As small businesses around the country continue to work through financial pressures from the COVID-19 crisis, Black-owned businesses in particular face an even steeper road to recovery.
Research from the JPMorgan Chase Institute shows that cash balances at Black-owned firms took a dramatically harder hit in the depths of the crisis compared to the median small business.
By cross-checking race and ethnicity data from voter registration records, JPMorgan Chase found that among a subset about 95,000 small businesses in Florida, Georgia, and Louisiana, Black-owned businesses saw cash balances fall as steeply as 26% during the crisis. That figure, from late March, was far worse than the 12% decrease in the median overall small business seen during the same period.
The cash liquidity crunch highlights the challenges that Black businesses face in managing their finances.
“Many of our business owners, whether they are African-American or otherwise, have a passion for what they’ve done but don’t understand the intricacies of how to keep their businesses liquid and making the right decisions to help keep themselves afloat,” said Christopher Hollins, managing director of Chase Business Banking.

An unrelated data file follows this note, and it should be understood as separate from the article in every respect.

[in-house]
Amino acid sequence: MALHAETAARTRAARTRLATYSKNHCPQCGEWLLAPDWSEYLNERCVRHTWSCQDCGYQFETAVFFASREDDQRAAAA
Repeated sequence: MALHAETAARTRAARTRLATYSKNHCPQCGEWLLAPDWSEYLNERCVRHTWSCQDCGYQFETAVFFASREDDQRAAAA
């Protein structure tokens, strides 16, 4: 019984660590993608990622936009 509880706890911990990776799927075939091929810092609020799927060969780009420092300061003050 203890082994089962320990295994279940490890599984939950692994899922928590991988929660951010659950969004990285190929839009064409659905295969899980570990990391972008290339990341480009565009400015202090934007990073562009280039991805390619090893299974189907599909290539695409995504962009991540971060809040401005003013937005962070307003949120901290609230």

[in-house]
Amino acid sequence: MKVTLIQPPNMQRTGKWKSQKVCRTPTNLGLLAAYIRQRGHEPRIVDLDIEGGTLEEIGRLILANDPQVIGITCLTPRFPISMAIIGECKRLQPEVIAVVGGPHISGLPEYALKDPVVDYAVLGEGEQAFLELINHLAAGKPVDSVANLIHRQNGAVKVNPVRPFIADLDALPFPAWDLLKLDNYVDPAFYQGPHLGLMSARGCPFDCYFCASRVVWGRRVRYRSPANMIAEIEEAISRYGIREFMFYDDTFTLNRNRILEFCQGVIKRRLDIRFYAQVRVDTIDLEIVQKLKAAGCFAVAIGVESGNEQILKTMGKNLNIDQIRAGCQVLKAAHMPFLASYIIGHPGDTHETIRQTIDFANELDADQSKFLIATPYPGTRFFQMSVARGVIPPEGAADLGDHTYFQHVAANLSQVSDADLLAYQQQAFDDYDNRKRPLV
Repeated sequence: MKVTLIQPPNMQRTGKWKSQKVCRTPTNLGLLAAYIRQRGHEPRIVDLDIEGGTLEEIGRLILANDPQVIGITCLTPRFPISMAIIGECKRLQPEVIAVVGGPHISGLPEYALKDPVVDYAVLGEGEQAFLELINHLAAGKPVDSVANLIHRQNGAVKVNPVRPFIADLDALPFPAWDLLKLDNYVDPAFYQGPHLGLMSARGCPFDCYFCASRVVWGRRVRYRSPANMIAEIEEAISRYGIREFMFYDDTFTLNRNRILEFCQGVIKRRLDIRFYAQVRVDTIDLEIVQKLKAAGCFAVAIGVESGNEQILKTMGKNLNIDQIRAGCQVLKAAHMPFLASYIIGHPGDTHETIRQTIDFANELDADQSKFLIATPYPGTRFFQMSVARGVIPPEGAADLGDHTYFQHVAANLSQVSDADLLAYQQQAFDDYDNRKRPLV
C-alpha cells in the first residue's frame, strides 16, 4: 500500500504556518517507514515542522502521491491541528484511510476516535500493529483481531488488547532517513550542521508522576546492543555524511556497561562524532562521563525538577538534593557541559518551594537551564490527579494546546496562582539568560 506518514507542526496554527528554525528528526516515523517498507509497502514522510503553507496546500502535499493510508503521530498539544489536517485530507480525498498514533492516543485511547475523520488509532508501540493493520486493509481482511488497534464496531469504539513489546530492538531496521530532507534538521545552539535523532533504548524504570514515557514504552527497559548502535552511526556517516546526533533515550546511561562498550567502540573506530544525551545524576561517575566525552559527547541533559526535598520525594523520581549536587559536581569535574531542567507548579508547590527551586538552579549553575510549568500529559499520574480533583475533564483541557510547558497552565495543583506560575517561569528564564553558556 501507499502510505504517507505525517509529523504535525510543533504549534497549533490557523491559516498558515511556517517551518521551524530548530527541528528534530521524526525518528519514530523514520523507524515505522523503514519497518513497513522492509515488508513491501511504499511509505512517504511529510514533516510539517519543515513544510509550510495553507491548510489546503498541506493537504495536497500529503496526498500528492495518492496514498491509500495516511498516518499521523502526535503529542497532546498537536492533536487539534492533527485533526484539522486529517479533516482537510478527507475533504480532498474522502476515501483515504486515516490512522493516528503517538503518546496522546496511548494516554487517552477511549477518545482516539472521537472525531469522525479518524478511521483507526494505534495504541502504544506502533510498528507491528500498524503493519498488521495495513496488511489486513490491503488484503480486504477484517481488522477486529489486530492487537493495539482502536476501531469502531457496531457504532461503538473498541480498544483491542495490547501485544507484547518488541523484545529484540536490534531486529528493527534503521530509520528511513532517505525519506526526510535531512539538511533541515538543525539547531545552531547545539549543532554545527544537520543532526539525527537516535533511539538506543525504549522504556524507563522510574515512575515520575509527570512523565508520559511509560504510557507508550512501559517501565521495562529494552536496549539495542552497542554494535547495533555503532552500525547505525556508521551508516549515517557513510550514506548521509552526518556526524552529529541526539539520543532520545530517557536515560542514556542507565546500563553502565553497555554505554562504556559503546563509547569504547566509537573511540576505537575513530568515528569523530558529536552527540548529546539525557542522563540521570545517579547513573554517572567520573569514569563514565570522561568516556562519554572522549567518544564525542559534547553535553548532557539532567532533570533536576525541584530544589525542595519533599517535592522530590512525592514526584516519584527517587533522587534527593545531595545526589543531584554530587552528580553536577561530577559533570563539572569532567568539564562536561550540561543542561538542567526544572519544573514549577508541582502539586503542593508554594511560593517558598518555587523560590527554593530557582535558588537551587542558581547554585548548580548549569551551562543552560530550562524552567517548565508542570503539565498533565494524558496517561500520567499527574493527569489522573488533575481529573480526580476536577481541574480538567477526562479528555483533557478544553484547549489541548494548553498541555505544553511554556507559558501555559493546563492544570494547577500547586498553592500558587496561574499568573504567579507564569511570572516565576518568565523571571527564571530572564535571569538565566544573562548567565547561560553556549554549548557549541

Hollins is leading a Chase initiative to work with four business advocacy groups (National Minority Supplier Development Council, US Black Chambers, National Urban League and Black Enterprise) to provide a crash course to Black entrepreneurs on navigating the coronavirus crisis.
The Advancing Black Entrepreneurs program will feature a series of virtual sessions with tips on managing cash flow, expenses, and inventory.
Hollins told Yahoo Finance that education will be critical to helping Black businesses stretch their finances, a difficult task when considering the JPMorgan Chase Institute’s finding that within 94% of Black neighborhoods, small businesses entered this crisis with cash reserves that would dry up in less than 14 days.
For comparison, only 35% of white communities had businesses with so low levels of cash.
Hollins says Chase’s initiative is designed to encourage businesses to develop relationships with banks and other sources of capital “before you actually need it.”
“Right now we’re trying to help businesses survive,” Hollins said.
Brian Cheung is a reporter covering the Fed, economics, and banking for Yahoo Finance. You can follow him on Twitter @bcheungz.